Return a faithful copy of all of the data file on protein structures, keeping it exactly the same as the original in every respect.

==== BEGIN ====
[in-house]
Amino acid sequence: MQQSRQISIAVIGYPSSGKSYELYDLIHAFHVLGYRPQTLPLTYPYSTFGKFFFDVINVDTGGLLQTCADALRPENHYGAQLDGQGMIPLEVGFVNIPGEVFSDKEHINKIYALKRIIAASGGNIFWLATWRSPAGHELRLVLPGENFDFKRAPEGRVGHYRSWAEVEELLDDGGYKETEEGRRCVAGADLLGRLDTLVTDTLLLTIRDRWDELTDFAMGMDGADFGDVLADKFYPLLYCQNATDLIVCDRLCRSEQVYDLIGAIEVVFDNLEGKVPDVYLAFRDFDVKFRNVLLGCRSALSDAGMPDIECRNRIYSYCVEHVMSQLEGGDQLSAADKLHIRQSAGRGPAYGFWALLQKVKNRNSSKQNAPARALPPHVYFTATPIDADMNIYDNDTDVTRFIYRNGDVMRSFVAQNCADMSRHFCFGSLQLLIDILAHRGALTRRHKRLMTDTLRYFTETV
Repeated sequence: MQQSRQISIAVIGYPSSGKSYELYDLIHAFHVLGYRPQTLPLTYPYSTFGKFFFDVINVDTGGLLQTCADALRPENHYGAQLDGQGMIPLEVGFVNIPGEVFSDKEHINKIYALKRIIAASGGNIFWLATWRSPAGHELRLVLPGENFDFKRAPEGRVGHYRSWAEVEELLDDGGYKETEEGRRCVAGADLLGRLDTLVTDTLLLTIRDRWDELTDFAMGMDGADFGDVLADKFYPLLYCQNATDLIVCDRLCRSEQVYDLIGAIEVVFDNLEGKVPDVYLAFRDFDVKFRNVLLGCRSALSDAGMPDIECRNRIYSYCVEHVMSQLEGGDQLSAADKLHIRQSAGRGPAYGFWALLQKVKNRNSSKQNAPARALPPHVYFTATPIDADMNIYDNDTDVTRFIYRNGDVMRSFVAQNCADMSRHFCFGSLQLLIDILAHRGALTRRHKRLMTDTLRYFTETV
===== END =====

[in-house]
Amino acid sequence: MQQSRQISIAVIGYPSSGKSYELYDLIHAFHVLGYRPQTLPLTYPYSTFGKFFFDVINVDTGGLLQTCADALRPENHYGAQLDGQGMIPLEVGFVNIPGEVFSDKEHINKIYALKRIIAASGGNIFWLATWRSPAGHELRLVLPGENFDFKRAPEGRVGHYRSWAEVEELLDDGGYKETEEGRRCVAGADLLGRLDTLVTDTLLLTIRDRWDELTDFAMGMDGADFGDVLADKFYPLLYCQNATDLIVCDRLCRSEQVYDLIGAIEVVFDNLEGKVPDVYLAFRDFDVKFRNVLLGCRSALSDAGMPDIECRNRIYSYCVEHVMSQLEGGDQLSAADKLHIRQSAGRGPAYGFWALLQKVKNRNSSKQNAPARALPPHVYFTATPIDADMNIYDNDTDVTRFIYRNGDVMRSFVAQNCADMSRHFCFGSLQLLIDILAHRGALTRRHKRLMTDTLRYFTETV
Repeated sequence: MQQSRQISIAVIGYPSSGKSYELYDLIHAFHVLGYRPQTLPLTYPYSTFGKFFFDVINVDTGGLLQTCADALRPENHYGAQLDGQGMIPLEVGFVNIPGEVFSDKEHINKIYALKRIIAASGGNIFWLATWRSPAGHELRLVLPGENFDFKRAPEGRVGHYRSWAEVEELLDDGGYKETEEGRRCVAGADLLGRLDTLVTDTLLLTIRDRWDELTDFAMGMDGADFGDVLADKFYPLLYCQNATDLIVCDRLCRSEQVYDLIGAIEVVFDNLEGKVPDVYLAFRDFDVKFRNVLLGCRSALSDAGMPDIECRNRIYSYCVEHVMSQLEGGDQLSAADKLHIRQSAGRGPAYGFWALLQKVKNRNSSKQNAPARALPPHVYFTATPIDADMNIYDNDTDVTRFIYRNGDVMRSFVAQNCADMSRHFCFGSLQLLIDILAHRGALTRRHKRLMTDTLRYFTETV